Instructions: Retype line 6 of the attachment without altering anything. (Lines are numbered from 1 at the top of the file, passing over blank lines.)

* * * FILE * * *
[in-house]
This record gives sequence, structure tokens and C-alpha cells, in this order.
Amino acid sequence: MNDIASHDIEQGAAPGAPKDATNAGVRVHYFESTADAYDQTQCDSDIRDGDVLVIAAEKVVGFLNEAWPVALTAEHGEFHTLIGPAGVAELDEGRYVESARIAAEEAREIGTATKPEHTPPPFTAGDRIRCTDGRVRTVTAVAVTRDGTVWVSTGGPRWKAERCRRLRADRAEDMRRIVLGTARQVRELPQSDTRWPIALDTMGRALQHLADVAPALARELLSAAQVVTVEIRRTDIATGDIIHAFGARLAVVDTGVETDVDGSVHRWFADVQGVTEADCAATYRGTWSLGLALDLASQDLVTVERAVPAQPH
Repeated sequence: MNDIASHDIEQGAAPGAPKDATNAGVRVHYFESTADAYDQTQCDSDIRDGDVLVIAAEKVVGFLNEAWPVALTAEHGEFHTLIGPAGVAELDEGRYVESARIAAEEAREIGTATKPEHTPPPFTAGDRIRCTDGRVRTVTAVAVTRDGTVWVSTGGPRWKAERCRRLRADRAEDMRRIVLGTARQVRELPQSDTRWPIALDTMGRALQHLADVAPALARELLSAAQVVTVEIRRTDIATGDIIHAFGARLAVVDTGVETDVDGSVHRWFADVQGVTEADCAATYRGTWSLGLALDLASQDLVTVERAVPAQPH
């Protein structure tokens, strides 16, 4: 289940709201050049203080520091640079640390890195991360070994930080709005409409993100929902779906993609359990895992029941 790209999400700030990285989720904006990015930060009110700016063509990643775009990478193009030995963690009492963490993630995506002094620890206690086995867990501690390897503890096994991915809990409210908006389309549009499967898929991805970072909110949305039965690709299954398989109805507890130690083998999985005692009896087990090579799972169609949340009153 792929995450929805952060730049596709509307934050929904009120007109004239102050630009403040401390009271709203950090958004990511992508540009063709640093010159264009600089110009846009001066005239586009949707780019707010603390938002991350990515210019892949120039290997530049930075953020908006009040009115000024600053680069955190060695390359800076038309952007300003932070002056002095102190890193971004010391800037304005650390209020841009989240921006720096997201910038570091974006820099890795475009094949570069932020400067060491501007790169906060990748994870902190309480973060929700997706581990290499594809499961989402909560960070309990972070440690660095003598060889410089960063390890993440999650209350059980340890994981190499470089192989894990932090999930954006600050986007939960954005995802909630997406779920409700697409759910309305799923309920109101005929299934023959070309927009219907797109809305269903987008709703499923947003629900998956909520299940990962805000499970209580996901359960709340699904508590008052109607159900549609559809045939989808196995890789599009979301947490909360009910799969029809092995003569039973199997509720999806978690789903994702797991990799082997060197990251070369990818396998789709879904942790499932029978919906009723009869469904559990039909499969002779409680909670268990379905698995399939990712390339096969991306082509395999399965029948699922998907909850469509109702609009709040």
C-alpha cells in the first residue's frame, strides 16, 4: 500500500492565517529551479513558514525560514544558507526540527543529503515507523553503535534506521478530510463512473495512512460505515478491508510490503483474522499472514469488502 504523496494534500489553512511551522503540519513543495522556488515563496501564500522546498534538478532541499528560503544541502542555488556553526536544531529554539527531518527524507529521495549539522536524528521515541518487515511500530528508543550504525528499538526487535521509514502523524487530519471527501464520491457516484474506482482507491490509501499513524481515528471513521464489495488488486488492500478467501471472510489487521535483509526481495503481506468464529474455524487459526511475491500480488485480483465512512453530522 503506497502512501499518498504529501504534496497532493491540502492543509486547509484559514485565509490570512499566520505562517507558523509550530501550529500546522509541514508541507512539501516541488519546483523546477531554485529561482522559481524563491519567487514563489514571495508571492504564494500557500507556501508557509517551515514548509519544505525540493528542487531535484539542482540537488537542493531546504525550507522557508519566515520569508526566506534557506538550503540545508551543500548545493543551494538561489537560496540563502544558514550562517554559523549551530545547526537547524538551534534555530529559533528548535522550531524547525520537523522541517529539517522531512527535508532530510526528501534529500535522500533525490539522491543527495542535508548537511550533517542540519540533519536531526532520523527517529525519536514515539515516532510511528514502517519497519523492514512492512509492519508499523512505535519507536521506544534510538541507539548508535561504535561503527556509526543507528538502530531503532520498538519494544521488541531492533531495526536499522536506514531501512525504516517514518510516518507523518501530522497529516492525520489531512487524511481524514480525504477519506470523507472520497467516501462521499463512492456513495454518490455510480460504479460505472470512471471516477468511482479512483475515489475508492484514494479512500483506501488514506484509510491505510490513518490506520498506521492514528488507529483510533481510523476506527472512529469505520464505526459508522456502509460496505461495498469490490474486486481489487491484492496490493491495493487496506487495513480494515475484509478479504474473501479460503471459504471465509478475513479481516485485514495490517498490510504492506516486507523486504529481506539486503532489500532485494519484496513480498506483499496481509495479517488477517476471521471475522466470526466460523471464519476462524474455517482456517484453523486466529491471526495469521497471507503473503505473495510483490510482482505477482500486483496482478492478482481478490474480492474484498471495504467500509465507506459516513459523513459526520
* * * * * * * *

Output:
C-alpha cells in the first residue's frame, strides 16, 4: 500500500492565517529551479513558514525560514544558507526540527543529503515507523553503535534506521478530510463512473495512512460505515478491508510490503483474522499472514469488502 504523496494534500489553512511551522503540519513543495522556488515563496501564500522546498534538478532541499528560503544541502542555488556553526536544531529554539527531518527524507529521495549539522536524528521515541518487515511500530528508543550504525528499538526487535521509514502523524487530519471527501464520491457516484474506482482507491490509501499513524481515528471513521464489495488488486488492500478467501471472510489487521535483509526481495503481506468464529474455524487459526511475491500480488485480483465512512453530522 503506497502512501499518498504529501504534496497532493491540502492543509486547509484559514485565509490570512499566520505562517507558523509550530501550529500546522509541514508541507512539501516541488519546483523546477531554485529561482522559481524563491519567487514563489514571495508571492504564494500557500507556501508557509517551515514548509519544505525540493528542487531535484539542482540537488537542493531546504525550507522557508519566515520569508526566506534557506538550503540545508551543500548545493543551494538561489537560496540563502544558514550562517554559523549551530545547526537547524538551534534555530529559533528548535522550531524547525520537523522541517529539517522531512527535508532530510526528501534529500535522500533525490539522491543527495542535508548537511550533517542540519540533519536531526532520523527517529525519536514515539515516532510511528514502517519497519523492514512492512509492519508499523512505535519507536521506544534510538541507539548508535561504535561503527556509526543507528538502530531503532520498538519494544521488541531492533531495526536499522536506514531501512525504516517514518510516518507523518501530522497529516492525520489531512487524511481524514480525504477519506470523507472520497467516501462521499463512492456513495454518490455510480460504479460505472470512471471516477468511482479512483475515489475508492484514494479512500483506501488514506484509510491505510490513518490506520498506521492514528488507529483510533481510523476506527472512529469505520464505526459508522456502509460496505461495498469490490474486486481489487491484492496490493491495493487496506487495513480494515475484509478479504474473501479460503471459504471465509478475513479481516485485514495490517498490510504492506516486507523486504529481506539486503532489500532485494519484496513480498506483499496481509495479517488477517476471521471475522466470526466460523471464519476462524474455517482456517484453523486466529491471526495469521497471507503473503505473495510483490510482482505477482500486483496482478492478482481478490474480492474484498471495504467500509465507506459516513459523513459526520